Extension to the Temporary Exclusion of Eligibility for MAiD 

On February 2, 2023, the Ministers of Justice and Health of the Government of Canada introduced legislation, Bill-39, to extend the temporary exclusion of eligibility for MAiD where a person’s sole medical condition is a mental illness until March 17, 2024. The one-year extension would provide the federal government with additional time to prepare for the safe and consistent assessment and provision of MAID where the person’s sole underlying medical condition is a mental illness. 

The CRNS will continue to monitor updates from the Federal government, work with Saskatchewan Health Authority MAiD program partners and provide updates as they become available.

More information is available from the Department of Justice Canada website, MAiD Media Release.

If you have any questions, please get in touch with Practice Advice at practiceadvice@crns.ca

Antibiotic Suspension Shortage

Health Canada has declared a Tier 3 shortage for several antibiotic suspensions. Tier 3 is the most critical level and is expected to impact the health care system significantly. Many antibiotic suspensions are unavailable or sporadically available in extremely limited supply.

There may be a current supply of certain antibiotic suspensions, but we should expect these to become depleted as prescribing shifts. Tablets and capsules are currently available. This message addresses:

  • Strategies for conserving antibiotic suspensions
  • Resources for managing this shortage
  • Resources to help your patients understand the shortage

Note: All RN(AAP)s can only prescribe and dispense the medications that are identified in a CDT. Review the appropriate CDT prior to prescribing and dispensing any medication. Due to the suspension shortage, consult with a physician or NP as needed to receive orders for medications not included in the CDT.

Read the joint statement regarding the Antibiotic Suspension Shortage

Amendment: Pharmacists Prescribing for Acetaminophen to Support Accessing Compounded Supplies During the Pediatric Analgesic Shortage

This is an update to the October 12, 2022, Nursing Practice Update. The provincial Collaborative Practice Agreement to support accessing compounded supplies during the pediatric analgesic shortage has been updated to include ibuprofen.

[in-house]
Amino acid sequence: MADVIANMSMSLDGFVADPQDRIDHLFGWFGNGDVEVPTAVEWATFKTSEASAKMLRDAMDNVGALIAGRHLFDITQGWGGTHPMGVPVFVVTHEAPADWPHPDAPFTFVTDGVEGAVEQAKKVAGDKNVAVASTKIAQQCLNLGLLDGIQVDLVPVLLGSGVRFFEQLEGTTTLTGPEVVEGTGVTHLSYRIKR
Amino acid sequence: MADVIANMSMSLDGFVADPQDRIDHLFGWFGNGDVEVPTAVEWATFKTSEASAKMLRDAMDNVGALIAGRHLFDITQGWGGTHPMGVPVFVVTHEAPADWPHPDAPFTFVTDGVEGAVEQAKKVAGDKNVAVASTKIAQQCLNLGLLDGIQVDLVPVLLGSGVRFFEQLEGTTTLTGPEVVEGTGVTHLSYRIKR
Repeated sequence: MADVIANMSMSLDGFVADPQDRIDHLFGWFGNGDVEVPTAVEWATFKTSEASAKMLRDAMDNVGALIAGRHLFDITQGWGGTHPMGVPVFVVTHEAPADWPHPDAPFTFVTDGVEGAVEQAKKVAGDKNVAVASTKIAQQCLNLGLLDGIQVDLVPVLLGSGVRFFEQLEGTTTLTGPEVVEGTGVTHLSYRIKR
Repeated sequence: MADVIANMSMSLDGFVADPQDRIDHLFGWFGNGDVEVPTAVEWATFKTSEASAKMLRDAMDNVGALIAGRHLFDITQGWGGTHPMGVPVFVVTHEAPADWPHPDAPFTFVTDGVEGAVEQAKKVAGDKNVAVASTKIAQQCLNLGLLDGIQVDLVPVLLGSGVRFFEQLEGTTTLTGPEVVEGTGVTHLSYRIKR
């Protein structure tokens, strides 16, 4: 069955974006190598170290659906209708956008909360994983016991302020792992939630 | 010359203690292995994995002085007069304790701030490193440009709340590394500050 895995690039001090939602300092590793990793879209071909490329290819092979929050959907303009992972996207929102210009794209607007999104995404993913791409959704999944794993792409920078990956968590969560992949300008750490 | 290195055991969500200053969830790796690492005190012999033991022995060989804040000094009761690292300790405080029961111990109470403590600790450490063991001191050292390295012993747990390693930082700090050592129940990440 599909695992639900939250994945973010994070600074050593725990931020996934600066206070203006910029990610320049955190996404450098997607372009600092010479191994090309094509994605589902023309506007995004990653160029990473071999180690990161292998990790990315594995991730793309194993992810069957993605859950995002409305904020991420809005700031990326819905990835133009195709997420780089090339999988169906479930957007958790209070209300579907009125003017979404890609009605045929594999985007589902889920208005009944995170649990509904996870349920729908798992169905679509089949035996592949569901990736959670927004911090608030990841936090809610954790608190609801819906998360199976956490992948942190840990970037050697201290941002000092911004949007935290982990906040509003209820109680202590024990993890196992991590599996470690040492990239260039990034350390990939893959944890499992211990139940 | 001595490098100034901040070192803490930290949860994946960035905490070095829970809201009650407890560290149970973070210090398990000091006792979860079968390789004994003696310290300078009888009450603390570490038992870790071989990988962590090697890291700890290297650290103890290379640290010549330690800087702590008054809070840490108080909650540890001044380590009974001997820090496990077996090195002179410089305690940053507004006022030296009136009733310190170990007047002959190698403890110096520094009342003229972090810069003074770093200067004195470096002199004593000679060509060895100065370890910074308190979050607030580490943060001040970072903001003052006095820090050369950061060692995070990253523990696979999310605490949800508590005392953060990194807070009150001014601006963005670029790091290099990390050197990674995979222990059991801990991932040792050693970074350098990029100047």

There is a demand surge for pediatric analgesic and antipyretic dosage forms which is creating an ongoing supply issue for patients. Pharmacists have been supporting patients by assisting with advice on alternate products, different dosage forms, repackaging bulk supplies when able, and compounding. 

To support patient access during the pediatric analgesic shortage, the College of Physicians and Surgeons of Saskatchewan, the College of Registered Nurses of Saskatchewan, and the Saskatchewan College of Pharmacy Professionals have created a short-term solution in the form of a provincial CPA which would then enable pharmacists to prescribe for pediatric acetaminophen and ibuprofen. 

Read the full statement here.

Update to Pharyngitis: Adult and Pediatric Clinical Decision Tool (CDT)

There is an updated dose of Azithromycin as a third-line oral antibiotic agent within the Pharyngitis: Adult and Pediatric CDT. This change takes effect immediately and is posted on the CRNS website along with all of the CDTs for RN(AAP) practice. 

The change in Adult and Pediatric dosing and duration of Azithromycin is consistent with the RxFiles: Drug comparison charts (13th ed.), and is as follows: 

If you have any questions, CRNS Practice Advisors are available by emailing practiceadvice@crns.ca.


RxFiles Academic Detailing Program. (2021). RxFiles: Drug comparison charts (13th ed.). Saskatoon Health Region.

CRNS Bylaws Update

The 2022 Bylaws package was presented to registrants for their approval at the annual meeting on May 5, 2022. All proposed bylaw amendments were approved which allowed CRNS to follow the established government processes for finalizing the bylaws. Administrative bylaws were filed with the Information Services Corporation (ISC) following the annual meeting and we received written approval from them on May 31, 2022. Regulatory bylaws were submitted to the Ministry of Health for Ministerial approval in June. These bylaws were approved and published in the September 9, 2022, Saskatchewan Gazette which brings them into force and effect. 

What this means for registrants is that the 2022 Bylaws are being updated and are now posted on the CRNS website for review. On November 1, 2022, all registrants will be required to comply with these bylaws. Some of the key regulatory bylaw amendments are listed below: